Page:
Hepatitis C Testing in a Low-Income Countries
Example 1. Infected with Hep C in Bosnia
I am from Bosnia. I really don’t know where to start with my Hep C treatment. I am trying to get money to do Hepatitis C RNA PCR tests, it’s around 100 EUR for that test here.
What should I do after?
Is it necessary to do Genotype test? The genotype test is very expensive here, more than 200 EUR, almost my entire monthly income.
Can you please help me? I don’t know whom to trust anymore. Too many groups and enthusiasts. My salary is around 300 EUR per month, what can I do with that. I have a daughter, her mother is in Germany, don’t want to know about us.
My infection is probably more than twenty years old, got it during the war with Serbia.
Can you somehow help me start with this, I need to live some time longer, my daughter is still too young…
Thanks a lot.
For more than half of the world’s population the cost of standard pre-treatment HCV testing is beyond their ability to afford. In many cases the cost of the testing is more than the cost of the actual medication. (Ref)
Many low-income countries do not even have genotype testing facilities and blood samples must be sent off-shore to be tested. (ref)
In “First World” countries the “normal” pre-treatment testing protocol for people who have tested positive for HCV antibodies generally runs something like this:
Liver Function Test
Viral Load Test
EOT Viral load test
12 week post-treatment viral load test
Included in the above testing might also be a Fibroscan, an ultrasound or even an MRI scan.
Test Costs Are Cheaper in Wealthy Countries
In the USA, for a person without health insurance, a viral load test will cost a minimum of US$120. A genotype test will cost a minimum of US$250. A Liver Function Test will cost around US$45.
In Bosnia, the Philippines, Thailand or Nigeria a genotype test will cost about US$250. In Nicaragua, the second most impoverished nation on Earth, a genotype test will cost about US$800 and must be sent to Cuba because there are no genotype testing laboratories in Nicaragua. (ref)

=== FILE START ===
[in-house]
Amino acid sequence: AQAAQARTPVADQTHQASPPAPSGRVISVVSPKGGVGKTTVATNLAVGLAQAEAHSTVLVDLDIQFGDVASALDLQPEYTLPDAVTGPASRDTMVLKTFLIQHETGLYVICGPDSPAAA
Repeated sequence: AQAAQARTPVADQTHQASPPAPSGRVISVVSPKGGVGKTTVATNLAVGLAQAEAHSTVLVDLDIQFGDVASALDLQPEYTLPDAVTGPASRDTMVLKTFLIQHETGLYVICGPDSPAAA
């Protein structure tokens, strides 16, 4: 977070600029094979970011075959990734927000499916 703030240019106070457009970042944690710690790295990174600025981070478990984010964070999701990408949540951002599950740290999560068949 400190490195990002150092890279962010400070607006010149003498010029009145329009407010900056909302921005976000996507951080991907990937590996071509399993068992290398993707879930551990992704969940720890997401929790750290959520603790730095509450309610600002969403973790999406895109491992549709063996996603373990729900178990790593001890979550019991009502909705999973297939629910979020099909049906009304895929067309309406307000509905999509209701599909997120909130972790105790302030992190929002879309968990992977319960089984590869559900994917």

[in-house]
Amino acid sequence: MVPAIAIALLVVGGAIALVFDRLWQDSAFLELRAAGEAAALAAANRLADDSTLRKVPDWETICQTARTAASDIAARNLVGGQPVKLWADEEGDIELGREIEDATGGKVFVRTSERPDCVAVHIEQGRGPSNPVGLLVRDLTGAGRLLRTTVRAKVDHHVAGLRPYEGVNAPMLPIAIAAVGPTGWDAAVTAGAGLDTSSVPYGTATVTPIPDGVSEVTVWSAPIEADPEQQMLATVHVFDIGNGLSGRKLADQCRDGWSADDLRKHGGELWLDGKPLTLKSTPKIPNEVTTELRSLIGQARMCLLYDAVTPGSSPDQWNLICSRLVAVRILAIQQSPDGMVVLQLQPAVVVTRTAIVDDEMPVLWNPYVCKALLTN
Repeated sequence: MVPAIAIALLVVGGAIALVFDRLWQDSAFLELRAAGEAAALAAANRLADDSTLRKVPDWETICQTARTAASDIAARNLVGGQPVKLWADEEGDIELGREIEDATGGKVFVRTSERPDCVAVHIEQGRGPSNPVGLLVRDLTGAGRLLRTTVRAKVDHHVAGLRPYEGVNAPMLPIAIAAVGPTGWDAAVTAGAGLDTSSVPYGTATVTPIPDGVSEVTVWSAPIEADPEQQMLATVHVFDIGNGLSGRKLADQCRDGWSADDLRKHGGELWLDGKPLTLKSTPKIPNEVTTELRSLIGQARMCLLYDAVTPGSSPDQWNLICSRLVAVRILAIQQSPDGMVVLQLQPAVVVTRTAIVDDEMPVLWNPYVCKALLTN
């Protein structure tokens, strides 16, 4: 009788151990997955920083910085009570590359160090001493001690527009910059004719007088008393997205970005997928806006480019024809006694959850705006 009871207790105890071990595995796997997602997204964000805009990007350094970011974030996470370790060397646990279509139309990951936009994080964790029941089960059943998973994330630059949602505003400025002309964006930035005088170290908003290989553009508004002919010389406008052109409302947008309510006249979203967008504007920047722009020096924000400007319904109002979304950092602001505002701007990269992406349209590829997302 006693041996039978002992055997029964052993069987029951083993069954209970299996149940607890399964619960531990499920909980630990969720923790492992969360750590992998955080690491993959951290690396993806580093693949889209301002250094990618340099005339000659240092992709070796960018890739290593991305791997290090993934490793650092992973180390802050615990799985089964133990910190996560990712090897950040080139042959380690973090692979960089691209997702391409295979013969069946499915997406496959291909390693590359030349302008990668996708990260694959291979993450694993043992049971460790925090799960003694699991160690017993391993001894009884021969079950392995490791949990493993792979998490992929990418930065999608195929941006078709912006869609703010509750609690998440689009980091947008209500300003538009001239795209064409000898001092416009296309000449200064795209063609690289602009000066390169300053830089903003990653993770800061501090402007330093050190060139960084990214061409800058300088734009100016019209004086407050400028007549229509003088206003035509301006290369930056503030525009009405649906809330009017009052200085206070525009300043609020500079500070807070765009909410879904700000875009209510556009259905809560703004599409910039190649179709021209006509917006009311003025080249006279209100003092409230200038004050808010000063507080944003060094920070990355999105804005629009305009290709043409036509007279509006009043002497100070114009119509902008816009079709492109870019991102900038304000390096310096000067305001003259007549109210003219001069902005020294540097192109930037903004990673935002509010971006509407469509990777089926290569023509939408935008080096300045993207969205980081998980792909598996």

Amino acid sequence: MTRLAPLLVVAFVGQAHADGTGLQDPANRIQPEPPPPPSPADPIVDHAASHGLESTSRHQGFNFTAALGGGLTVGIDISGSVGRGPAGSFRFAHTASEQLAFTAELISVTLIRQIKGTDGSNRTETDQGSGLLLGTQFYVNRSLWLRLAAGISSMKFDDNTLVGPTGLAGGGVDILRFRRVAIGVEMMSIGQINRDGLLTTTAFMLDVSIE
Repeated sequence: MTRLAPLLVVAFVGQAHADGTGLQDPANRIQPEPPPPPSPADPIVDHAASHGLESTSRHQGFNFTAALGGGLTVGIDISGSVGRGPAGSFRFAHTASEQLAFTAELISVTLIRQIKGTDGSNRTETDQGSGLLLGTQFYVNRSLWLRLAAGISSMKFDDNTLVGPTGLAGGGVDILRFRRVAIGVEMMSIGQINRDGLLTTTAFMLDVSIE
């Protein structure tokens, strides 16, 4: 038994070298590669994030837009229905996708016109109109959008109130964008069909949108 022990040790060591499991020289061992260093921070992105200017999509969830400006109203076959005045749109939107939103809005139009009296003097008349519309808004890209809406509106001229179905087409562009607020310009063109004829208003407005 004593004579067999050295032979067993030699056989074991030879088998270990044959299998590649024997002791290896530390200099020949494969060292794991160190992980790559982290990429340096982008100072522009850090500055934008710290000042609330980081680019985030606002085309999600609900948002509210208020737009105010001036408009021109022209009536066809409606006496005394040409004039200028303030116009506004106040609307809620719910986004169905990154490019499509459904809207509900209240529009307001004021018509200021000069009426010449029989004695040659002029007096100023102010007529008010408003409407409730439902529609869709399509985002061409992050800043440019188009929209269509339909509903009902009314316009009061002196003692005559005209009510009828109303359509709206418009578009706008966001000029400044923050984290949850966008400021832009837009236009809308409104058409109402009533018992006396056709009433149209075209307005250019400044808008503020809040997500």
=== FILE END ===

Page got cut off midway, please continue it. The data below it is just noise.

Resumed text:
Many Third World countries have no RNA or genotype testing facilities. (ref)
For these reasons it is important to develop a protocol, or testing regime, that will help people in low income situations suspected of being infected with the Hepatitis C virus.
This work will propose alternative testing options for people with Hepatitis C in low income situations that will enable treatment and then post treatment monitoring for these people withut bankrupting them or putting them into years of debt from loan sharks and money lenders. The people that this applies to may be poor people in rich countries such as the USA or poor people in poor countries such as Nigeria or Nicaragua, Serbia or the Philippines.
The Short Story
Because viral load and genotype testing in low income countries is extremely expensive relative to a person’s income, the best option for people infected by Hepatitis C in low income countries is to use a drug combination that treats all genotypes of Hepatitis C. Sofosbuvir 400mg + Daclatasvir 60 mg for 12 weeks is an effective treatment against all genotypes of Hepatitis C and is the currently the cheapest treatment option available.(Ref)
Whilst the ideal test procedure is approximated by the following sequence: Antibody test > genotype test > liver function test > treatment > post treatment viral load test. This is often not possible in low income countries either because of the costs involved are prohibitive or because the testing is simply not available. (Ref)
This work proposes that in low income countries the most affordable test regime is antibody test > liver function test > treatment > post treatment RNA test.
In extreme situations of poverty this could be reduced further to: Antibody test > liver function test > treatment > post treatment liver function test
If it is possible a Liver Function Test should be taken before beginning treatment. Any high liver enzyme levels should be noted for comparison at end of treatment.
Once treatment is completed a RNA test should be taken 12 weeks after end of treatment, if it is possible.
If a RNA test is unavailable or too expensive then a liver function test should be taken at the end of treatment and again 6 months after end of treatment and once a year there after.
If liver enzymes were high before starting treatment and they remain within normal ranges after completion of treatment, then a cure can be assumed.
The logic of this test protocol is as follows:
If a patient tests positive for HCV antibodies there is approximately an 80% chance that they are infected with Hepatitis C. (Ref)
If a patient tests positive for HCV antibodies and has elevated liver enzyme levels then there is a better than 90% chance that that patient is infected with Hepatitis C.
If this patient is treated with a pan-genotype DAA such as Sofosbuvir + Daclatasvir and has a liver function test 3 weeks into treatment and this test shows a significant improvement in liver enzymes this can be considered as confirmation that the patient was infected with Hepatitis C.
If liver enzyme levels were high prior to treatment and return to normal levels during treatment and remain at those normal levels 12 months after end of treatment it may be assumed that the HCV has been cured.